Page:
Archive for October, 2013

The Government today announced that an agreement has been reached for construction of new nuclear at Hinckley Point in Somerset.

The big sticking point had been the strike price (guaranteed buy price for generated electricity), which has ended up at whopping 9.2p/kWh, or 8.9p if the developers also build another plant at Sizewell C.

The most telling aspect of the press release is DECC’s reluctance to mention all the investors. They can bring themselves to name EdF, the biggest part of the investor consortium. EdF have such a strong UK brand that we’ve all forgotten they’re French.

But only buried at the bottom of the press release does it mention that a Chinese company is likely to be EdF’s partner on the project.

Instead they insist on referring to the project as “Home Grown Energy.” Which is awesome doublespeak. The plant will be owned by France and China. The fuel (which will be mined, obviously, not grown) will come from Kazakhstan, Australia, Canada or Namibia.

Nothing homegrown about that.

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I’ve been talking to an electricity aggregator this week, exploring possibilities for getting better value for the electricity from small combined heat and power units (CHPs). This is important because better value for electricity = lower tariffs to the homes using the heat.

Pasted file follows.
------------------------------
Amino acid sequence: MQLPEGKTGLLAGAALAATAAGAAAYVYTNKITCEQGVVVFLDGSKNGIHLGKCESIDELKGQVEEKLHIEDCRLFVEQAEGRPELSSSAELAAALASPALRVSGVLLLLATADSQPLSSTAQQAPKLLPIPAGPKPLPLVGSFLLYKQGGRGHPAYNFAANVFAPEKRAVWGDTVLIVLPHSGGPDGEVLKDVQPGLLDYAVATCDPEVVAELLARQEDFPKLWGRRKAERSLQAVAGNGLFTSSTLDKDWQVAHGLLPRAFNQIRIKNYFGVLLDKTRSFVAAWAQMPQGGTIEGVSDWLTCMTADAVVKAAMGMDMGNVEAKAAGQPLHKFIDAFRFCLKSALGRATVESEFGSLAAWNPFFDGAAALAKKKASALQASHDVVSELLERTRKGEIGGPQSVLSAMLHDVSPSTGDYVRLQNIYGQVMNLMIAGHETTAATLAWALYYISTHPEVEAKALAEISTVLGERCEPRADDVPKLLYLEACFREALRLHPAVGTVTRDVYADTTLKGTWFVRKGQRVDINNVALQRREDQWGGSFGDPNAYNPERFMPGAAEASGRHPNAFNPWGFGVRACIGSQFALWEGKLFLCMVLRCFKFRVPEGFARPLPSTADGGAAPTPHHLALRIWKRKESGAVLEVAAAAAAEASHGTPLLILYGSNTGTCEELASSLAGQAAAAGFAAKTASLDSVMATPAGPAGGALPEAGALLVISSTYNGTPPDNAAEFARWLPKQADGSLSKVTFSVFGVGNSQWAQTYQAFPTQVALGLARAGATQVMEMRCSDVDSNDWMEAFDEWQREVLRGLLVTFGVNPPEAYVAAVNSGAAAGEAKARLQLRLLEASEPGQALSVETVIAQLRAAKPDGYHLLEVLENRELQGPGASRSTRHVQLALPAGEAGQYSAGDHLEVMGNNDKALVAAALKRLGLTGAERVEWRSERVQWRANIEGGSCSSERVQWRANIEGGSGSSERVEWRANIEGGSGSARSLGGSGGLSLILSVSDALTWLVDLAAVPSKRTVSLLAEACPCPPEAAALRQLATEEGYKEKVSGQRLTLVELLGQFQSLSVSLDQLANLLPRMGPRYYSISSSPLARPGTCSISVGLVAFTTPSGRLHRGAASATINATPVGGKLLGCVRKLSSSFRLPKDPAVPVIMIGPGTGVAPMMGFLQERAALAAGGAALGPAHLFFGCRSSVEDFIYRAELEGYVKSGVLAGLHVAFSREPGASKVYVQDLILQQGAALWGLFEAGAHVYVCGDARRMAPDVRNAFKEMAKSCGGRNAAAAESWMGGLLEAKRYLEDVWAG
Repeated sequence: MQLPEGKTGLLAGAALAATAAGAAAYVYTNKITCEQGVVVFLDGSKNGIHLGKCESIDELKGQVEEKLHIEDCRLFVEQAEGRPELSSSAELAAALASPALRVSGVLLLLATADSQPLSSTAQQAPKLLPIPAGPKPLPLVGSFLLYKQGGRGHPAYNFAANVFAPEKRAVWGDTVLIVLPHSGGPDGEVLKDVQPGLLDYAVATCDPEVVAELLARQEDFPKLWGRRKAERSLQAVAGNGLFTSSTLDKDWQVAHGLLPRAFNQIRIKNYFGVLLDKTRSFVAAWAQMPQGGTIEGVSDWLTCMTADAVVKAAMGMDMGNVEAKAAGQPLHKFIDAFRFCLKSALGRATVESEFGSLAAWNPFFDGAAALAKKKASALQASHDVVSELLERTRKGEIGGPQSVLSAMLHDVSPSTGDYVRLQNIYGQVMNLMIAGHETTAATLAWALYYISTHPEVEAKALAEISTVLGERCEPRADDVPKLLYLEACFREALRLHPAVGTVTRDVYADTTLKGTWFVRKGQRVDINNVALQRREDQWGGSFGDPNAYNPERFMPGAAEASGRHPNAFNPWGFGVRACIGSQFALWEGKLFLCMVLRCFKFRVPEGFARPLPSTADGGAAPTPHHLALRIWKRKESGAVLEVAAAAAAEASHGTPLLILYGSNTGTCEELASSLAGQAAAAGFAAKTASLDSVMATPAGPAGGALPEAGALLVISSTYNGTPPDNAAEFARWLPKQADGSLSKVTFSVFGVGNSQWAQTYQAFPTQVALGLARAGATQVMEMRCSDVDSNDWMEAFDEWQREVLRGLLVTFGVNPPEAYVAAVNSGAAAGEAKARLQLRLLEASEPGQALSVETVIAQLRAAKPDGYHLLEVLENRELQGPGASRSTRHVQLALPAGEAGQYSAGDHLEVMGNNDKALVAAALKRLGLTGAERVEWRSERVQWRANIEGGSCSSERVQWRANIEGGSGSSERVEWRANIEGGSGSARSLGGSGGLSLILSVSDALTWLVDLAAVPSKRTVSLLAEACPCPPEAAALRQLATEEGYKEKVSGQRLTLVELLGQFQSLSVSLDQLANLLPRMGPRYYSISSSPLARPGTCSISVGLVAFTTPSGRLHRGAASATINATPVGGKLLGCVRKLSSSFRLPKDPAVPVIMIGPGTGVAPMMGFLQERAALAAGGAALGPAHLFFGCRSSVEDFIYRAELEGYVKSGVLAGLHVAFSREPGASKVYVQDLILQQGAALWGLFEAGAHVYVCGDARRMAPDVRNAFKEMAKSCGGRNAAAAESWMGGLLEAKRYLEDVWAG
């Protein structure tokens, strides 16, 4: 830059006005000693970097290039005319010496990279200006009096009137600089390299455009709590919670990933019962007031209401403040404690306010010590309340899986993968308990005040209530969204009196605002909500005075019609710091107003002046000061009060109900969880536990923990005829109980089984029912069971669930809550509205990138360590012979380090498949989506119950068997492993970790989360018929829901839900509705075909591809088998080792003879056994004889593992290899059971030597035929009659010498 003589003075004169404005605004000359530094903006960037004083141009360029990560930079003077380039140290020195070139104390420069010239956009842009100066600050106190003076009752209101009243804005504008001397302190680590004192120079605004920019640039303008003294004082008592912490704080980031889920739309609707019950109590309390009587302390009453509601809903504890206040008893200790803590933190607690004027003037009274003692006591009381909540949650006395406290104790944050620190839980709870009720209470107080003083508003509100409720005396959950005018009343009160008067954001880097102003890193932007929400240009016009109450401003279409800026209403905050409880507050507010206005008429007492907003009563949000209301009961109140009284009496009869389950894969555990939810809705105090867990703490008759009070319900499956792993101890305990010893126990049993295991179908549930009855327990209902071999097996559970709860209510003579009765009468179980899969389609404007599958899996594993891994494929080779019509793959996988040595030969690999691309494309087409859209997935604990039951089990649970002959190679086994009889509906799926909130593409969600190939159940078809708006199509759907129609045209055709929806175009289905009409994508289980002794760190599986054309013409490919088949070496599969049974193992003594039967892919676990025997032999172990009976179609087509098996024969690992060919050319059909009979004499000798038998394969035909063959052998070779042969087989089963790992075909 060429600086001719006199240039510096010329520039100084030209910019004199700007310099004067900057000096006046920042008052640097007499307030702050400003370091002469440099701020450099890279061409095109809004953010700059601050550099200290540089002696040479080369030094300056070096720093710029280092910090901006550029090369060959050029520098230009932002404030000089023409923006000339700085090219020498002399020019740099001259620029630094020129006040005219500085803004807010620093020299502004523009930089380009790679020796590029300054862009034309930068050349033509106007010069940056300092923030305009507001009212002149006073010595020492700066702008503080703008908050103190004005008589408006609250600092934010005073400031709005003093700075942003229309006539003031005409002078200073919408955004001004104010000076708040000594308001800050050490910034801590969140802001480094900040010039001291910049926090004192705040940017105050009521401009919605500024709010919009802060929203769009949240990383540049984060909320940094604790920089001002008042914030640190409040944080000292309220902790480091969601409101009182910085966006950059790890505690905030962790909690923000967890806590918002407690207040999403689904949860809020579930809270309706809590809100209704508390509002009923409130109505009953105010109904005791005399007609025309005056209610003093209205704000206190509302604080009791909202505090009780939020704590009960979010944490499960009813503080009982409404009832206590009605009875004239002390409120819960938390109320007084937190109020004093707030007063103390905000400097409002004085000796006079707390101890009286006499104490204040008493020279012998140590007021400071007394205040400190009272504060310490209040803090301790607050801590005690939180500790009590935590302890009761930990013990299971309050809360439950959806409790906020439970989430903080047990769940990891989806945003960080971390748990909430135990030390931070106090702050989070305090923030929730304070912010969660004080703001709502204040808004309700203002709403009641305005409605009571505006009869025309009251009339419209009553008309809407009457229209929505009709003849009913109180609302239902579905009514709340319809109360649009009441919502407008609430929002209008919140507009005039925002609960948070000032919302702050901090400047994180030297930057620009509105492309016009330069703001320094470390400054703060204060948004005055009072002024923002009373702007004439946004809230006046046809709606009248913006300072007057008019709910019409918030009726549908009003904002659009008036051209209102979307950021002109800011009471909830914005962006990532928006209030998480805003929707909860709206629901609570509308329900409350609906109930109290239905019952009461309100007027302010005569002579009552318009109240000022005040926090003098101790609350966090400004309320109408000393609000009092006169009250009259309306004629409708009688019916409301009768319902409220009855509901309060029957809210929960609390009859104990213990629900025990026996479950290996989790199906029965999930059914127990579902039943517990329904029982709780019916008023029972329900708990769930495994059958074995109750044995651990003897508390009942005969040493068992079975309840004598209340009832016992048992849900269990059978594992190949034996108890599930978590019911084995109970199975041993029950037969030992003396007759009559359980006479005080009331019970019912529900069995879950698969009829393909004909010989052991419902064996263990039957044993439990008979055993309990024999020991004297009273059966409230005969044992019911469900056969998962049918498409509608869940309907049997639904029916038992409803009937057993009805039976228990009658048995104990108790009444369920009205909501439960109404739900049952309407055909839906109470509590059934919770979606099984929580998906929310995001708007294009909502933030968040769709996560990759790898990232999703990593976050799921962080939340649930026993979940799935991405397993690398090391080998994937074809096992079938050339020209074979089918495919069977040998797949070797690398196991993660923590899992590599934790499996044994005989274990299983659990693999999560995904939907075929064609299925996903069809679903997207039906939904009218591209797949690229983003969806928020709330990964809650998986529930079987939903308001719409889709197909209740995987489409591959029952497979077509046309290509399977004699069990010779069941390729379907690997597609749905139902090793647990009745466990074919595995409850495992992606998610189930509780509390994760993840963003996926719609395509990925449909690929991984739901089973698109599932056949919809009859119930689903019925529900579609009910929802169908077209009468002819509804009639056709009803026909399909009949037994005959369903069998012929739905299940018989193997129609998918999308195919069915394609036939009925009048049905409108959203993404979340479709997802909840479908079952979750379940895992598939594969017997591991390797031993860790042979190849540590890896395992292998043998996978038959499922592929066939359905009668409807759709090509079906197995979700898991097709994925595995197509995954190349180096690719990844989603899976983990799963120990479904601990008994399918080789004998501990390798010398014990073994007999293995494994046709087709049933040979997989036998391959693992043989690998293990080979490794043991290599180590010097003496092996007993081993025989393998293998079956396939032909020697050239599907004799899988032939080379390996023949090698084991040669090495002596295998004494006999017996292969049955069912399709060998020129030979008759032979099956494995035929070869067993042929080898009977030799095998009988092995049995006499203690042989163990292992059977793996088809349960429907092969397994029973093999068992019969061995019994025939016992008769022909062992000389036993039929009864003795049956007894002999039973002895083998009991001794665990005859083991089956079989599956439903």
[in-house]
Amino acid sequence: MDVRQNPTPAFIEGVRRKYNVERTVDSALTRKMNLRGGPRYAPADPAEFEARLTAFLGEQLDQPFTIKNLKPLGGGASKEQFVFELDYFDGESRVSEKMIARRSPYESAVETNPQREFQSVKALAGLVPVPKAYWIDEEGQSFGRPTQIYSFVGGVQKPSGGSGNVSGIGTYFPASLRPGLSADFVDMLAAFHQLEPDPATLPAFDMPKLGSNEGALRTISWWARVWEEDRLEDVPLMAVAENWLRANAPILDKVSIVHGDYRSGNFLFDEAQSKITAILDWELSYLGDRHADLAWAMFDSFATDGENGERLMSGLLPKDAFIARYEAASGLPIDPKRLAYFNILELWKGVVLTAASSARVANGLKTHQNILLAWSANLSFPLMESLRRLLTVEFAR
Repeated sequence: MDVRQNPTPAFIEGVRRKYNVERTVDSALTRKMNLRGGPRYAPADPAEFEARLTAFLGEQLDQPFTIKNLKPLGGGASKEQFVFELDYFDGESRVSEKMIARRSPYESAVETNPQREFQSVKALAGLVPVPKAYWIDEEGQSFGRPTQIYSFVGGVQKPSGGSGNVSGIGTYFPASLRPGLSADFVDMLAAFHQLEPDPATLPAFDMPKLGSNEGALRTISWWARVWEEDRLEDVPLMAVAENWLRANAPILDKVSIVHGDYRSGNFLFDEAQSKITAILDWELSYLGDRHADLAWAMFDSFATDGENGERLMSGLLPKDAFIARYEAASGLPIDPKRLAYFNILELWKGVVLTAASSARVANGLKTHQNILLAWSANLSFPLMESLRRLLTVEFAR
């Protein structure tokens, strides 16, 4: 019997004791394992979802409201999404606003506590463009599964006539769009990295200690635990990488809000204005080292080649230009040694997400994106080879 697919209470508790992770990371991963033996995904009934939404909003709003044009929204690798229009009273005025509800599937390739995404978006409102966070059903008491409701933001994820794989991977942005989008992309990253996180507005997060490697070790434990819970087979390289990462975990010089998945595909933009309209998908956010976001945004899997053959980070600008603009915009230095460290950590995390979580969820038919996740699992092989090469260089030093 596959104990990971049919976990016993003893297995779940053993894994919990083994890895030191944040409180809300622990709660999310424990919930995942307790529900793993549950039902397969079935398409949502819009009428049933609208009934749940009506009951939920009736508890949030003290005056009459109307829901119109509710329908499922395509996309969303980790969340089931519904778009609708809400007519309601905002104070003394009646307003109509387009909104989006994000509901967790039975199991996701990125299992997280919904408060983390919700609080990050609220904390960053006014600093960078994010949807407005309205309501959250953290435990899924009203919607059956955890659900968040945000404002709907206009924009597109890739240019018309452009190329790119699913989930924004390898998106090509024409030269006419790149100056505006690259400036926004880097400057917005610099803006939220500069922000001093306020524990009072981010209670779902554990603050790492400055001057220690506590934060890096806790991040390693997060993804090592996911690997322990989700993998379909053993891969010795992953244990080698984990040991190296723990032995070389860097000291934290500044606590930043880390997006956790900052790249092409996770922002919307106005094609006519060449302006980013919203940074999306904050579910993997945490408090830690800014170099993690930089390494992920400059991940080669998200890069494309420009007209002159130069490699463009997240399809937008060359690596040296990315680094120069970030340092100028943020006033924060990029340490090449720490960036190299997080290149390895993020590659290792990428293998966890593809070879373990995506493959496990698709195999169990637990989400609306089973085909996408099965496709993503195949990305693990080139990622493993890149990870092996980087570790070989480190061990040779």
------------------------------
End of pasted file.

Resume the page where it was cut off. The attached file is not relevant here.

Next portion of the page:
We were looking specifically at using these CHPs to take strain off the local grid during times of extraordinary demand. Having this spare capacity available in an emergency is worth a hell of a lot to the DNO, who runs the local network. In fact, for each megawatt of generation capacity, you might get paid several tens of thousands of pounds each year.

So what do you have to do to get paid? Just be ready to generate electricity at short notice. They’ll probably only call you 6 or 10 times each year, and probably only need you for an hour or so each time. Easy.

At last! The benefits of producing energy locally get some recognition, right? Well… no.


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